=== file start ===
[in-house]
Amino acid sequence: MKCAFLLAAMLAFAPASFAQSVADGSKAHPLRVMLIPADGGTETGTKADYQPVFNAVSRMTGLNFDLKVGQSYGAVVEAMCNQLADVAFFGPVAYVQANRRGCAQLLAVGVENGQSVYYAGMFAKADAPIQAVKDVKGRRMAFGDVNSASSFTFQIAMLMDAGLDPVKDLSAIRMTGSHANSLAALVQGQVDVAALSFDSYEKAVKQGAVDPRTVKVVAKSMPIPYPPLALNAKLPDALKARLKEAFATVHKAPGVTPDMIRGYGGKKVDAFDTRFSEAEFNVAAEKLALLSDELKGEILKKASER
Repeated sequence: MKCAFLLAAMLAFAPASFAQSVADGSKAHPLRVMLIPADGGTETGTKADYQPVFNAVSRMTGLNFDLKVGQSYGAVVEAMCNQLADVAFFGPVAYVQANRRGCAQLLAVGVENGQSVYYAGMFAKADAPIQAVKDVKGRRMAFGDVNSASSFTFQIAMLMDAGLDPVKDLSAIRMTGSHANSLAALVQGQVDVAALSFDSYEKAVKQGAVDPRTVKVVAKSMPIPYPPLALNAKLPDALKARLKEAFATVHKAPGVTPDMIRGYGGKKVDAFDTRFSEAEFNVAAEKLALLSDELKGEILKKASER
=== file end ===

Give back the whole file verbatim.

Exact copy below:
[in-house]
Amino acid sequence: MKCAFLLAAMLAFAPASFAQSVADGSKAHPLRVMLIPADGGTETGTKADYQPVFNAVSRMTGLNFDLKVGQSYGAVVEAMCNQLADVAFFGPVAYVQANRRGCAQLLAVGVENGQSVYYAGMFAKADAPIQAVKDVKGRRMAFGDVNSASSFTFQIAMLMDAGLDPVKDLSAIRMTGSHANSLAALVQGQVDVAALSFDSYEKAVKQGAVDPRTVKVVAKSMPIPYPPLALNAKLPDALKARLKEAFATVHKAPGVTPDMIRGYGGKKVDAFDTRFSEAEFNVAAEKLALLSDELKGEILKKASER
Repeated sequence: MKCAFLLAAMLAFAPASFAQSVADGSKAHPLRVMLIPADGGTETGTKADYQPVFNAVSRMTGLNFDLKVGQSYGAVVEAMCNQLADVAFFGPVAYVQANRRGCAQLLAVGVENGQSVYYAGMFAKADAPIQAVKDVKGRRMAFGDVNSASSFTFQIAMLMDAGLDPVKDLSAIRMTGSHANSLAALVQGQVDVAALSFDSYEKAVKQGAVDPRTVKVVAKSMPIPYPPLALNAKLPDALKARLKEAFATVHKAPGVTPDMIRGYGGKKVDAFDTRFSEAEFNVAAEKLALLSDELKGEILKKASER